Ed December 20, 2012 at 11:15 PM
You just don't get it, do you? They've been told to refer questions to the state police so there will be one source of factual information instead of a thousand opinions, rumors and inaccuracies. There are grieving friends and family who will read what's written here, and the last thing they need is intimate details from what must have been a horrific scene. There is no conspiracy here, only a tragedy. If I had been there, I wouldn't give you details either. You have no need to know, and they have no obligation to tell you. I recommend you go join the NVAC and work as an EMT for a few years. Perhaps then you will understand just how rude and insensitive your questions are.
jbvtme December 20, 2012 at 11:30 PM
ed...the state police are on record as threatening legal sanctions on social media sites for disseminating false information on this case. why do the state police have a monopoly on the press regarding this issue? the more first hand information we have the more we can cultivate informed decisions as to what actually happened. any words on the subject of the emt's who were there could hardly be construed as opinion, innacuracy or rumor. the nvac held a press interview on wednesday. they said nothing material which enlightened me.
CDC December 20, 2012 at 11:38 PM
It's funny how the Patch seems like the perfect place to attract disgruntled (sometimes local) people who have a hard time discerning normal adult behavior and provocative, tastelessness. There 's one just like him in my town....the police and all of us know who he is too--keep your eyes open wide for this one and fight like hell for better mental health care...he's probably been identified since elementary school...
CDC December 20, 2012 at 11:40 PM
Btw, Patch in my town does not allow people like this to keep posting if the comments are in poor taste...fyi
Dart December 20, 2012 at 11:47 PM
Repeat of an earlier post from emt764 Everyone, please let's not respond further to this poster "jbvtme". Just let it be, as there will be no convincing of him/her. We are getting distracted from the bigger picture which is that the details don't matter, and it's the larger incident impacting the entire community that really is important. Does it matter who carried the children? Does it matter who apprehended someone in the woods? No, that's the FBI and other law enforcement's job. So I urge you all not to engage further with him, as we have already had enough hurt in this town and he/she will just continue to make it worse by trying to re-live it for personal voyeuristic reasons. Thank you.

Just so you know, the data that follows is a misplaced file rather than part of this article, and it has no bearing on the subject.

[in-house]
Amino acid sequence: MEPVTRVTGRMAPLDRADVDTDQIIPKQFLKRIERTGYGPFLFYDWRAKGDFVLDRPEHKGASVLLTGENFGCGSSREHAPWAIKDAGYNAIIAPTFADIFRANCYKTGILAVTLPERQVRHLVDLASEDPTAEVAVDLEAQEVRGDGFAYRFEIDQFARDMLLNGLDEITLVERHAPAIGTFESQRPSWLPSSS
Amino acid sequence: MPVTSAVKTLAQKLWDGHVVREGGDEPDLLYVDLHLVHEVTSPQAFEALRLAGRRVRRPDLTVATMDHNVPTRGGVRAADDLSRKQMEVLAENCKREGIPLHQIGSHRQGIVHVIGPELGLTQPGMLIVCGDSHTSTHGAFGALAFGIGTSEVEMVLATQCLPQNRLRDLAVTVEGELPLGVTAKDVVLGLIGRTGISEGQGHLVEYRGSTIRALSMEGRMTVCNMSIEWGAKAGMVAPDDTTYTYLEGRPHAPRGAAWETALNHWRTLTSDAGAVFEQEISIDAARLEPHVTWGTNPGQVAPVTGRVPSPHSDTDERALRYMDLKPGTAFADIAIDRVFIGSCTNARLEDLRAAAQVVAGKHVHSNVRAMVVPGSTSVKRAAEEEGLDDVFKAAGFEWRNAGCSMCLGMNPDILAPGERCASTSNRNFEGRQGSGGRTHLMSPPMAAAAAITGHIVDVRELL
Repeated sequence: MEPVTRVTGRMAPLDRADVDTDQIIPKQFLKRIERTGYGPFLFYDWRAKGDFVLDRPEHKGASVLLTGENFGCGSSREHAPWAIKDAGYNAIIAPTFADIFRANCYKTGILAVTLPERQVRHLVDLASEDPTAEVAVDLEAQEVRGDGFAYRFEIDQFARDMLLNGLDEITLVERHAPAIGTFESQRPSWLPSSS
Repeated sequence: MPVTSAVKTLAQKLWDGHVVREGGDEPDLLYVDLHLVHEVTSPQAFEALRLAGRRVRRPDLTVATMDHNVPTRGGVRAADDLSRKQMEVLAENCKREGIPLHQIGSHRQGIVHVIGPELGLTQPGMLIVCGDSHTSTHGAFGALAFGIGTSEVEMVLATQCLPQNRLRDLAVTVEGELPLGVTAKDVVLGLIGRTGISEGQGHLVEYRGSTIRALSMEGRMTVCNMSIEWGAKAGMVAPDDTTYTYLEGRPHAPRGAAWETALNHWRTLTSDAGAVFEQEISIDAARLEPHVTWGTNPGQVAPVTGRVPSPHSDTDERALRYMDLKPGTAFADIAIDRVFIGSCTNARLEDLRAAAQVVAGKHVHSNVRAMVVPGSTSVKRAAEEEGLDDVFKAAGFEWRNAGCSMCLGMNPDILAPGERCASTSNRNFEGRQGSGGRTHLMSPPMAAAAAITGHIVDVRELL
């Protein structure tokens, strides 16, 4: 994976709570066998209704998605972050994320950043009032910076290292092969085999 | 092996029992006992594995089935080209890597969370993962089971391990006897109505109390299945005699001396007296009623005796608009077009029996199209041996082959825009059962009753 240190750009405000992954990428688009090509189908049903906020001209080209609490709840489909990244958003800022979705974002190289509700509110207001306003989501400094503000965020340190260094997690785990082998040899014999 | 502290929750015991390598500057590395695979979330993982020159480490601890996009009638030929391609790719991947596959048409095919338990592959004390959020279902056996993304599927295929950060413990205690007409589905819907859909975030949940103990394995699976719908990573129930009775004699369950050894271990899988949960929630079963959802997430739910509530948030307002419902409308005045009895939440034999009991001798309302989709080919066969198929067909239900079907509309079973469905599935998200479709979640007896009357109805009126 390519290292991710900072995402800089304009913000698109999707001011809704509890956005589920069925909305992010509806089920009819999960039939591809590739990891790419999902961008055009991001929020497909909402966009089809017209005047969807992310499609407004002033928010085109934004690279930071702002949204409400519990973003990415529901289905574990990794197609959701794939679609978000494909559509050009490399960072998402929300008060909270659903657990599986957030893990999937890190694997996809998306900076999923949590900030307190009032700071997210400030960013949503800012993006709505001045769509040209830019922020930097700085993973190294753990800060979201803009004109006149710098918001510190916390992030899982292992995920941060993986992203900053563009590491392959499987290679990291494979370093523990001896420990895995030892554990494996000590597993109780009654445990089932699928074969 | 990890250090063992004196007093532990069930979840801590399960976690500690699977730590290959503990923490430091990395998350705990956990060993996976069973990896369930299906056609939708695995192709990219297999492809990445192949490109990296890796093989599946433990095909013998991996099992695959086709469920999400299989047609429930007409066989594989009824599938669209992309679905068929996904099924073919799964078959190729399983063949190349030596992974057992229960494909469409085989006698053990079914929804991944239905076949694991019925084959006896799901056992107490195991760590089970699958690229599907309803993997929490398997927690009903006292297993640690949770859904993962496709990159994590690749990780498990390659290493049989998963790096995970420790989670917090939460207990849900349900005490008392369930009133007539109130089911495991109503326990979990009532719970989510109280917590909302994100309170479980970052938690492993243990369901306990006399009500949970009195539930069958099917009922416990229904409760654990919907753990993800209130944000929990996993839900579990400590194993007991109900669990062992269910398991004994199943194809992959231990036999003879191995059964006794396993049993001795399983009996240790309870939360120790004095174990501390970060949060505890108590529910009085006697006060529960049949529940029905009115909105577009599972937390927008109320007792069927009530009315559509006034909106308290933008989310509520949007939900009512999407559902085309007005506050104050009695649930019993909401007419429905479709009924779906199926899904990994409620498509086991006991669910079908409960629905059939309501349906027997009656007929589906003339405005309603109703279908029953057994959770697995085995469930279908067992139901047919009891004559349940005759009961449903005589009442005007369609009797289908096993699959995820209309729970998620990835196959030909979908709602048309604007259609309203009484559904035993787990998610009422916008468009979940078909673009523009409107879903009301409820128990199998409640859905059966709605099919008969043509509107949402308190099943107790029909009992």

RickK December 20, 2012 at 11:58 PM
jbvtme, are you aware of the book "Voodoo Histories" by David Aaronovitch? It is about conspiracy theories throughout history and about the types of people who concoct them. You should read it.
Ed December 21, 2012 at 12:08 AM
Here's what happened: a lone gunman shot his way through the glass doors of Sandy Hook elementary school. He then proceeded to murder 6 adults and 20 children before killing himself. There. Now you know what happened, so STFU.
Mr D. December 21, 2012 at 12:21 AM
Yes. DO NOT FEED THE TROLL!
jbvtme December 21, 2012 at 01:04 AM
long term resident...the role of the police and fbi is to enforce the law. the role of the people is to gather and judge the facts. when we give up on that job, we are no longer free.
jbvtme December 21, 2012 at 01:06 AM
rick...who said anything about a conspiracy? oops...emt764 mentioned someone being apprehended in the woods...
jbvtme December 21, 2012 at 01:08 AM
cdc...a free and open society does not control the flow of information on any issue. check out the first amendment. the soviet gulags were filled by stalin with "mental" patients during his reign. read some solzhenitsyn. everyone wants to know why this happened. you can only find that by asking questions. the truth is often provocative and tasteless. but it's still the truth.
jbvtme December 21, 2012 at 01:09 AM
ed...were you there?
Marilyn December 21, 2012 at 01:43 AM
Who said they were in the building for 5 hours? Why would they be allowed in the building. All transmissions that have been released were that they were staged at the fire house.
jbvtme December 21, 2012 at 03:53 AM
"On Friday, around 35 EMTs responded to Sandy Hook Elementary School. Most of the first responders went in at the beginning and didn't come out for five hours, he said — it was getting dark when NVAC sent in the second crew to relieve the first responders."